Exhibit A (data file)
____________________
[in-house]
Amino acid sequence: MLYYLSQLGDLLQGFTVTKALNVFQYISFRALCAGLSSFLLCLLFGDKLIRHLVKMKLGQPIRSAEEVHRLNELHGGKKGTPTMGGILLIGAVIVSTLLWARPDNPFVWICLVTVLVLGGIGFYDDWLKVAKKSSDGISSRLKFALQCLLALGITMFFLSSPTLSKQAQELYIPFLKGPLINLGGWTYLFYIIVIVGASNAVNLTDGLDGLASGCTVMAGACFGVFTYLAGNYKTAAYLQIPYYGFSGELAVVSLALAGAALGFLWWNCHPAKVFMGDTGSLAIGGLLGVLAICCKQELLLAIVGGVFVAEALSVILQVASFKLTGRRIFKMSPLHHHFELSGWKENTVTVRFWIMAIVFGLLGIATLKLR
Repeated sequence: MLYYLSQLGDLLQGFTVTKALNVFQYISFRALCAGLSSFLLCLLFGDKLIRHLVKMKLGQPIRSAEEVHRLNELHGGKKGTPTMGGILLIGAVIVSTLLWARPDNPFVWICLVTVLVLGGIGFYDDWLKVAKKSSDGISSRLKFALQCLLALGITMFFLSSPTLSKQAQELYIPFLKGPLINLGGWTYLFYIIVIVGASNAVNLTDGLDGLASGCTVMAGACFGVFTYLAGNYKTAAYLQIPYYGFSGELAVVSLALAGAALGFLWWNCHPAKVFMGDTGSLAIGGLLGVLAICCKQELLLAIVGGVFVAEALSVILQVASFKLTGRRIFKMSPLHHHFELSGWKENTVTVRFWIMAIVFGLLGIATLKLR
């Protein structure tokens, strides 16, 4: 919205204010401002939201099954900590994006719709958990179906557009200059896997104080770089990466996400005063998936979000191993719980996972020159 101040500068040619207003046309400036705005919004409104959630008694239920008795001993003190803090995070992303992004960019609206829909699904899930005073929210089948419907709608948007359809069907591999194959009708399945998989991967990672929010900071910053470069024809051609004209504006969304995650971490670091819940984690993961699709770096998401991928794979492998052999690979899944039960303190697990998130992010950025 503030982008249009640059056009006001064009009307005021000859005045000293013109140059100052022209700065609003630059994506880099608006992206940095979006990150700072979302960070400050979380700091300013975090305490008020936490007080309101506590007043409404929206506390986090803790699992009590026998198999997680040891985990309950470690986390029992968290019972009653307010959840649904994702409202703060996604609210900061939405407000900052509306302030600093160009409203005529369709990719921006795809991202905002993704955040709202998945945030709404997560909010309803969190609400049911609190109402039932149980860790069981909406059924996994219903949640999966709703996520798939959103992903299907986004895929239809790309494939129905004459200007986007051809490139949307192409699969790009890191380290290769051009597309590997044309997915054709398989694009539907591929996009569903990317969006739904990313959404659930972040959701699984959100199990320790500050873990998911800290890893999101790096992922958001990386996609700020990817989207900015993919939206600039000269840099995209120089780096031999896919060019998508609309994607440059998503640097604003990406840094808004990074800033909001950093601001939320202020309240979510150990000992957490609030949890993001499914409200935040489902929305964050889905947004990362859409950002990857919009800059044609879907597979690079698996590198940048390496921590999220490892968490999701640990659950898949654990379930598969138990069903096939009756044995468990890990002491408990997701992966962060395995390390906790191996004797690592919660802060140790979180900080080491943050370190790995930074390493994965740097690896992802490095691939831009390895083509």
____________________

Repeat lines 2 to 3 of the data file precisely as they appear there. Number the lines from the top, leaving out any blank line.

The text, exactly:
Amino acid sequence: MLYYLSQLGDLLQGFTVTKALNVFQYISFRALCAGLSSFLLCLLFGDKLIRHLVKMKLGQPIRSAEEVHRLNELHGGKKGTPTMGGILLIGAVIVSTLLWARPDNPFVWICLVTVLVLGGIGFYDDWLKVAKKSSDGISSRLKFALQCLLALGITMFFLSSPTLSKQAQELYIPFLKGPLINLGGWTYLFYIIVIVGASNAVNLTDGLDGLASGCTVMAGACFGVFTYLAGNYKTAAYLQIPYYGFSGELAVVSLALAGAALGFLWWNCHPAKVFMGDTGSLAIGGLLGVLAICCKQELLLAIVGGVFVAEALSVILQVASFKLTGRRIFKMSPLHHHFELSGWKENTVTVRFWIMAIVFGLLGIATLKLR
Repeated sequence: MLYYLSQLGDLLQGFTVTKALNVFQYISFRALCAGLSSFLLCLLFGDKLIRHLVKMKLGQPIRSAEEVHRLNELHGGKKGTPTMGGILLIGAVIVSTLLWARPDNPFVWICLVTVLVLGGIGFYDDWLKVAKKSSDGISSRLKFALQCLLALGITMFFLSSPTLSKQAQELYIPFLKGPLINLGGWTYLFYIIVIVGASNAVNLTDGLDGLASGCTVMAGACFGVFTYLAGNYKTAAYLQIPYYGFSGELAVVSLALAGAALGFLWWNCHPAKVFMGDTGSLAIGGLLGVLAICCKQELLLAIVGGVFVAEALSVILQVASFKLTGRRIFKMSPLHHHFELSGWKENTVTVRFWIMAIVFGLLGIATLKLR